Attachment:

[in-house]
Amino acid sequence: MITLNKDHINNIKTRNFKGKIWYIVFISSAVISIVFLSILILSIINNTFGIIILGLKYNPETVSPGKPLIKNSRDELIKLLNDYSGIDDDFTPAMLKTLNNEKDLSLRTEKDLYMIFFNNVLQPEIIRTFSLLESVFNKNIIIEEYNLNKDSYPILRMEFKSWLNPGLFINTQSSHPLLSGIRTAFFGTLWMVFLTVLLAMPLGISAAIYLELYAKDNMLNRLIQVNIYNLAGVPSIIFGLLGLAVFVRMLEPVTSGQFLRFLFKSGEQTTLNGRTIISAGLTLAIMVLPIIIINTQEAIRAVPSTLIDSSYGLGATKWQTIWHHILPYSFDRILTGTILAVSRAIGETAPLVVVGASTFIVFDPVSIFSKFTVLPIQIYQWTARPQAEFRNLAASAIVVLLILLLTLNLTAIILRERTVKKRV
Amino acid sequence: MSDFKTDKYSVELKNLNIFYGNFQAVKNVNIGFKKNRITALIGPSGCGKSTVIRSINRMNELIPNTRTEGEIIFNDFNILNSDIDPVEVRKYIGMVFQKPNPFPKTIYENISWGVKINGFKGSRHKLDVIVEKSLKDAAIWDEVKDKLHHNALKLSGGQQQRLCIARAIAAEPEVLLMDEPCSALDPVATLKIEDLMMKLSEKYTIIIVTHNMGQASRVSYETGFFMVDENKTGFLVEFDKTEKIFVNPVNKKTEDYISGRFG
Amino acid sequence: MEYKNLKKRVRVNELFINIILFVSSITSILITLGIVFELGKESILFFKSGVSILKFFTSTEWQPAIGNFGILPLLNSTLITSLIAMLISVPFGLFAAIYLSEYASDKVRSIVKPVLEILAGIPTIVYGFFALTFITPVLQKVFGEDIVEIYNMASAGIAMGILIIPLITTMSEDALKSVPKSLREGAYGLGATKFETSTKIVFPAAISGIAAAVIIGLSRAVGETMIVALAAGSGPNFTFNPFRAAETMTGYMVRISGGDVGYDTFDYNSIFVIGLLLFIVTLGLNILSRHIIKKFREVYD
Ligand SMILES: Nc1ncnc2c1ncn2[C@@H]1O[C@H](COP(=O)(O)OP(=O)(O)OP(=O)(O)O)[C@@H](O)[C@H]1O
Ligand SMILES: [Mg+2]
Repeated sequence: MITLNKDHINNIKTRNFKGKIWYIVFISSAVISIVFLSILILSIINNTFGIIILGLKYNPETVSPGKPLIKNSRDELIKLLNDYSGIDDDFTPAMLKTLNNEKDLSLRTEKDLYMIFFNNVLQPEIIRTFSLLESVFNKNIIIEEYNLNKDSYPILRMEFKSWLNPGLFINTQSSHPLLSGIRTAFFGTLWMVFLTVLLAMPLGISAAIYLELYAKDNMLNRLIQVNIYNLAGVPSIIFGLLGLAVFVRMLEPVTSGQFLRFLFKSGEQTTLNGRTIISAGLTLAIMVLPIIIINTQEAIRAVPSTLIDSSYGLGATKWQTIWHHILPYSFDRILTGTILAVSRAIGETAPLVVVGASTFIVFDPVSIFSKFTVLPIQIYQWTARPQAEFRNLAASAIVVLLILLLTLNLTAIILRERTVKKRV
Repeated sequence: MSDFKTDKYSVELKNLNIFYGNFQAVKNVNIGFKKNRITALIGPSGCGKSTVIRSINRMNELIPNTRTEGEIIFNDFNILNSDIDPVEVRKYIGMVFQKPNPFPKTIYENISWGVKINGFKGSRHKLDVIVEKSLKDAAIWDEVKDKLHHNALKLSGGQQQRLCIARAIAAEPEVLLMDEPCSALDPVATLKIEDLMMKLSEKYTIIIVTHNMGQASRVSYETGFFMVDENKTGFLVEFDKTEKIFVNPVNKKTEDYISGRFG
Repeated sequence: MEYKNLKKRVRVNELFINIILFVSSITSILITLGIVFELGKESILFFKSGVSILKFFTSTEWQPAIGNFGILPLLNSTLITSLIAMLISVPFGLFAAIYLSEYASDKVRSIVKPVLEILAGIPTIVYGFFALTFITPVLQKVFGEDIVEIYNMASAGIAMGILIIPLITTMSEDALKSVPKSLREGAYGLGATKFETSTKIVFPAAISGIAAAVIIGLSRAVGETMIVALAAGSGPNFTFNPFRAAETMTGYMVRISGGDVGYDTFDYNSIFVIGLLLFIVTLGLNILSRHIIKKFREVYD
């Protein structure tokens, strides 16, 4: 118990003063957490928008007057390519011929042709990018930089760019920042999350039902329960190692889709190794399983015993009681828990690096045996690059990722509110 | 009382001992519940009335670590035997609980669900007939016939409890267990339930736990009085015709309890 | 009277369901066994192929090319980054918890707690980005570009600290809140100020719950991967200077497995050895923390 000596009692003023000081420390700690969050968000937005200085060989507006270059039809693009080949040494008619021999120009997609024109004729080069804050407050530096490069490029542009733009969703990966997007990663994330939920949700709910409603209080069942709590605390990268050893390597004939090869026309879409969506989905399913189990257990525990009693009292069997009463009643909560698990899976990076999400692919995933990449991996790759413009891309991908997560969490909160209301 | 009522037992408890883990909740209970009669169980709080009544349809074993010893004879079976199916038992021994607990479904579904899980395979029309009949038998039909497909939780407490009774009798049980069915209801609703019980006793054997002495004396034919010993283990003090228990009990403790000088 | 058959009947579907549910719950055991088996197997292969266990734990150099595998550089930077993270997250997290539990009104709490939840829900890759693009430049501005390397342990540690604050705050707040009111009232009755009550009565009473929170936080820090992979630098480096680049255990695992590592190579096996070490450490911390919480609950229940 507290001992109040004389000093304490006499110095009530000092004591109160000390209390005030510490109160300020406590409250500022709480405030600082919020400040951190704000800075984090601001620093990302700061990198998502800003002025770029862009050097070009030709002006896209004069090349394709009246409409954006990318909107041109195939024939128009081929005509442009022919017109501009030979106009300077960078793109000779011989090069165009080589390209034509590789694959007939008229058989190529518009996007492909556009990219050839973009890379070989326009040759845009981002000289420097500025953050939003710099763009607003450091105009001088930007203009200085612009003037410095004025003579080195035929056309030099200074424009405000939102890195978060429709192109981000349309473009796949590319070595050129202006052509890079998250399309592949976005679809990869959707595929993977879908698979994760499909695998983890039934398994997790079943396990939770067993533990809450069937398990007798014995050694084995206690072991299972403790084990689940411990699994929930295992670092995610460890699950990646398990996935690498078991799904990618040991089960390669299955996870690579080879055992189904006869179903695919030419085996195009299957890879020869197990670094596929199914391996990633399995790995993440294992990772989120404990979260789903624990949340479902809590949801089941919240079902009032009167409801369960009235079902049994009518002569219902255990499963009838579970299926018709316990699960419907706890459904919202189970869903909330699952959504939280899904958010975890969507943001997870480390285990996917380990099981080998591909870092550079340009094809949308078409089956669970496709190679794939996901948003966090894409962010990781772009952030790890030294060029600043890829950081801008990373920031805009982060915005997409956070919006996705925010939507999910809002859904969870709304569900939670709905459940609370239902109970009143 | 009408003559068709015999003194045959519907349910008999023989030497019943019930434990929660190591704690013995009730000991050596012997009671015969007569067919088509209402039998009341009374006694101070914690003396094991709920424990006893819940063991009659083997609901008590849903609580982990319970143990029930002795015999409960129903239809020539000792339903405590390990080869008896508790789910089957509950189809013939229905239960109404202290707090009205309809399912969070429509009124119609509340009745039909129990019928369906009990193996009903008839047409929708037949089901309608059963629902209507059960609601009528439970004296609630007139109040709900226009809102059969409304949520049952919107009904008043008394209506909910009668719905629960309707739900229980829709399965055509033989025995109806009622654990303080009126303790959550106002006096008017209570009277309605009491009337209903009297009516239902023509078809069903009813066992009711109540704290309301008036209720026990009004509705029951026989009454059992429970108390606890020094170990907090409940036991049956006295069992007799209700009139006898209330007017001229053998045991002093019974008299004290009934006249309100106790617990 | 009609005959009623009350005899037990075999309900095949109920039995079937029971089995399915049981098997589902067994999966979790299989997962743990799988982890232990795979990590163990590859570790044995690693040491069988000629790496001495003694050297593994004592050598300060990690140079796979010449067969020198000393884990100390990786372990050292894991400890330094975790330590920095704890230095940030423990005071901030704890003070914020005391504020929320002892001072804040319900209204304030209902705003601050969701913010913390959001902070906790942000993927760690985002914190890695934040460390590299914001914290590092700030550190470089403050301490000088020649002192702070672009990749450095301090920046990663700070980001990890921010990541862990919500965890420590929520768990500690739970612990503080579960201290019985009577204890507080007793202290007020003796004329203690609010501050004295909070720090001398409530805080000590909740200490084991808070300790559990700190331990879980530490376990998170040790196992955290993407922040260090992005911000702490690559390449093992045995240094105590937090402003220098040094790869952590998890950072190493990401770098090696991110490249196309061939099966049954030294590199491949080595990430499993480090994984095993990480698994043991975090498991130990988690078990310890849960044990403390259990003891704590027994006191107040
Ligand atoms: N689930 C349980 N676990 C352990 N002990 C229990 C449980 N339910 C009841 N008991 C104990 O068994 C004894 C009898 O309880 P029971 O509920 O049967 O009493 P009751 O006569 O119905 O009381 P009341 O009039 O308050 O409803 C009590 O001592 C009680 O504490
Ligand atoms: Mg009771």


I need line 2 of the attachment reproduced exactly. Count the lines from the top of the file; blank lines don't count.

Amino acid sequence: MITLNKDHINNIKTRNFKGKIWYIVFISSAVISIVFLSILILSIINNTFGIIILGLKYNPETVSPGKPLIKNSRDELIKLLNDYSGIDDDFTPAMLKTLNNEKDLSLRTEKDLYMIFFNNVLQPEIIRTFSLLESVFNKNIIIEEYNLNKDSYPILRMEFKSWLNPGLFINTQSSHPLLSGIRTAFFGTLWMVFLTVLLAMPLGISAAIYLELYAKDNMLNRLIQVNIYNLAGVPSIIFGLLGLAVFVRMLEPVTSGQFLRFLFKSGEQTTLNGRTIISAGLTLAIMVLPIIIINTQEAIRAVPSTLIDSSYGLGATKWQTIWHHILPYSFDRILTGTILAVSRAIGETAPLVVVGASTFIVFDPVSIFSKFTVLPIQIYQWTARPQAEFRNLAASAIVVLLILLLTLNLTAIILRERTVKKRV